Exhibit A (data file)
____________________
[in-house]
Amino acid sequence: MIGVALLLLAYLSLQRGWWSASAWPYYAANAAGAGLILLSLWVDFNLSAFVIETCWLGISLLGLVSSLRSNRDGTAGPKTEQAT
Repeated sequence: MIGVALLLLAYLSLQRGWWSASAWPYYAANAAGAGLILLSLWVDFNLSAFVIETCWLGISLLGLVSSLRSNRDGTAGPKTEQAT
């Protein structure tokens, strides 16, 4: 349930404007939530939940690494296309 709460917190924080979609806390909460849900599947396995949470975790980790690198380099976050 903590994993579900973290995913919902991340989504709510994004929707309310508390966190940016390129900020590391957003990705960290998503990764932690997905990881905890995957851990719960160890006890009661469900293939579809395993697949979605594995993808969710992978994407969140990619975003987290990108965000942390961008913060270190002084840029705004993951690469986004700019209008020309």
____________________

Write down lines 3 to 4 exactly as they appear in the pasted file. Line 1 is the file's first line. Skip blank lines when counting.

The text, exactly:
Repeated sequence: MIGVALLLLAYLSLQRGWWSASAWPYYAANAAGAGLILLSLWVDFNLSAFVIETCWLGISLLGLVSSLRSNRDGTAGPKTEQAT
């Protein structure tokens, strides 16, 4: 349930404007939530939940690494296309 709460917190924080979609806390909460849900599947396995949470975790980790690198380099976050 903590994993579900973290995913919902991340989504709510994004929707309310508390966190940016390129900020590391957003990705960290998503990764932690997905990881905890995957851990719960160890006890009661469900293939579809395993697949979605594995993808969710992978994407969140990619975003987290990108965000942390961008913060270190002084840029705004993951690469986004700019209008020309």